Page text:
Okay, I finally read the blasted story after putting it off until a whole other SO Podcast was in the feed, and I liked it better than I expected. I again must complain that the trade could have ended triumphantly with Barry saving Iris to make space for Wally West. Someone should start a Revisionist ’80s Podcast to pull cold cases of unnecessary period alterations and cover this origin story. As mentioned, the O. Henry aspects of Stan Lee’s Marvel origins were also in play here, and I wonder if Broome influenced said formula? I do like that Barry is a Midwestern square who reads comic books, but Fleming didn’t need to go full Peter Parker with the melodramatic nerd raging. All the stuff with the hostage situation and the policeman romantic rival gets a resounding “why?” The rogues are a bunch of goofuses and the pseudoscience is especially dubious, but these short tales were all more fun than I feared going in. I also kinda like completing the “circuit,” but agree it’s all too Moopee, and works better as apocrypha than canon. Finally, Murphy Anderson was totally the MVP here, given the state of Infantino’s art by this point.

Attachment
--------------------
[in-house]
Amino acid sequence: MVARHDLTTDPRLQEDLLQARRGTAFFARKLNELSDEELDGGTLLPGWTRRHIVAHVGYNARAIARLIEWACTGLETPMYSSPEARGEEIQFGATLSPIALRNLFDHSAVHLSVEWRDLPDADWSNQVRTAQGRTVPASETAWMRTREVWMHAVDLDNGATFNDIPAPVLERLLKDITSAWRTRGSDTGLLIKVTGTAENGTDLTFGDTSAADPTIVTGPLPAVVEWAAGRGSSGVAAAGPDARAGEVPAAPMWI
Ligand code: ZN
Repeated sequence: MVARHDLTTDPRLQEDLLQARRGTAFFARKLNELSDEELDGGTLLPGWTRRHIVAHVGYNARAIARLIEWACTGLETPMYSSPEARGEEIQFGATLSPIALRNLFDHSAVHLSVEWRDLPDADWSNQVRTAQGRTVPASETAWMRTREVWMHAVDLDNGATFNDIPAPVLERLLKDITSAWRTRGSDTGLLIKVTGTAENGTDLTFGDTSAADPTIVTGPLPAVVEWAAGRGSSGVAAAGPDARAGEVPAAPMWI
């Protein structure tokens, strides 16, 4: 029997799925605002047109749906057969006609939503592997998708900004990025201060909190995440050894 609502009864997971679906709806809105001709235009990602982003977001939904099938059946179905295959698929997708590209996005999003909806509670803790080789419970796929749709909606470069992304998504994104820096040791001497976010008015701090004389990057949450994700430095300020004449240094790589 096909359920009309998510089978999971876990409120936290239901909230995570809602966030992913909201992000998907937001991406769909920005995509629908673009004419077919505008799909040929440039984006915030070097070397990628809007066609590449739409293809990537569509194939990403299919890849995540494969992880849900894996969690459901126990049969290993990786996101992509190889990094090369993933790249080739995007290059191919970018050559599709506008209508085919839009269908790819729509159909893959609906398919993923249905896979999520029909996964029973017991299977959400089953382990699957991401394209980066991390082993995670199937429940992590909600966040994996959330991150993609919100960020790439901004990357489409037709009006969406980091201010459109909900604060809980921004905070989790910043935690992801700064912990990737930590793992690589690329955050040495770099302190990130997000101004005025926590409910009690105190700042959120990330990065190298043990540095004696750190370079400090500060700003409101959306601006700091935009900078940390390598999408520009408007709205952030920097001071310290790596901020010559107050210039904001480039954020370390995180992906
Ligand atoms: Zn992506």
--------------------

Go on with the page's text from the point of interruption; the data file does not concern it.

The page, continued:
19. I’m VERY late getting to this, so I’ll say no more than simply to place my vote AGAINST the paradox of Barry Allen’s Flash creating his own origin. Hate it, hate it, hate it. Not just the execution, but the paradox itself. Give me the original, no frills, version.

  20. Hey, Ryan! A comment over four years after the airing of this episode must seem strange! But, as I told you on Twitter, I just found the series, and I am working my way through it. Today (08/26/2020) is when I finally got around to listening to this one, and it features my favorite issue of the whole series namely because it focused on Wally West, my all-time favorite character.

    Something from Wally’s segment in this issue that has always stayed with me are the suggestions/revelations made by the psychiatrist during his talk with Wally. You and Bass hit on this a great deal, but one thing that didn’t come up was how the psychiatrist poked at Wally a little by suggesting Barry was a stern, unforgiving jerk. When Wally pushes back on this idea, the doctor then asks why he (Wally) is making Barry harder on him in death than he (Barry) would have been in life. This, of course, leads into the revelation of that Wally might suffer from imposter’s syndrome.